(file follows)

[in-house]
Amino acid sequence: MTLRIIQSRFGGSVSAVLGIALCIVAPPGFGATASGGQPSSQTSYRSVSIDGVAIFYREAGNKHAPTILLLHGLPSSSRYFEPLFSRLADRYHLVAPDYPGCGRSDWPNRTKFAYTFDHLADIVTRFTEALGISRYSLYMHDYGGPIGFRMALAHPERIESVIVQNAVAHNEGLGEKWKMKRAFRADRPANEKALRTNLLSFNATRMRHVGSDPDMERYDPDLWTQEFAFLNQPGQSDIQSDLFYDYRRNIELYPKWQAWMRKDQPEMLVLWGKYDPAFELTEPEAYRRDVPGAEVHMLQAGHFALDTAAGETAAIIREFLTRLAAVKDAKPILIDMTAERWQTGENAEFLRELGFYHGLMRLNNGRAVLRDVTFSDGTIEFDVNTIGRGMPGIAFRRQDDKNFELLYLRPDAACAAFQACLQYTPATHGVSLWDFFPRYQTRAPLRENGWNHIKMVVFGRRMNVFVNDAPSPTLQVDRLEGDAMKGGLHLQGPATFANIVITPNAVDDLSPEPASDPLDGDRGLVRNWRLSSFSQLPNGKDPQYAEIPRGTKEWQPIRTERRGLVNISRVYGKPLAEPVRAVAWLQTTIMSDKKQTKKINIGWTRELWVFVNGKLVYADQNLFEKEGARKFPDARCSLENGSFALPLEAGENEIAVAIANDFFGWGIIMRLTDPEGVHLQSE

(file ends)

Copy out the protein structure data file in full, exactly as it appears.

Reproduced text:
[in-house]
Amino acid sequence: MTLRIIQSRFGGSVSAVLGIALCIVAPPGFGATASGGQPSSQTSYRSVSIDGVAIFYREAGNKHAPTILLLHGLPSSSRYFEPLFSRLADRYHLVAPDYPGCGRSDWPNRTKFAYTFDHLADIVTRFTEALGISRYSLYMHDYGGPIGFRMALAHPERIESVIVQNAVAHNEGLGEKWKMKRAFRADRPANEKALRTNLLSFNATRMRHVGSDPDMERYDPDLWTQEFAFLNQPGQSDIQSDLFYDYRRNIELYPKWQAWMRKDQPEMLVLWGKYDPAFELTEPEAYRRDVPGAEVHMLQAGHFALDTAAGETAAIIREFLTRLAAVKDAKPILIDMTAERWQTGENAEFLRELGFYHGLMRLNNGRAVLRDVTFSDGTIEFDVNTIGRGMPGIAFRRQDDKNFELLYLRPDAACAAFQACLQYTPATHGVSLWDFFPRYQTRAPLRENGWNHIKMVVFGRRMNVFVNDAPSPTLQVDRLEGDAMKGGLHLQGPATFANIVITPNAVDDLSPEPASDPLDGDRGLVRNWRLSSFSQLPNGKDPQYAEIPRGTKEWQPIRTERRGLVNISRVYGKPLAEPVRAVAWLQTTIMSDKKQTKKINIGWTRELWVFVNGKLVYADQNLFEKEGARKFPDARCSLENGSFALPLEAGENEIAVAIANDFFGWGIIMRLTDPEGVHLQSE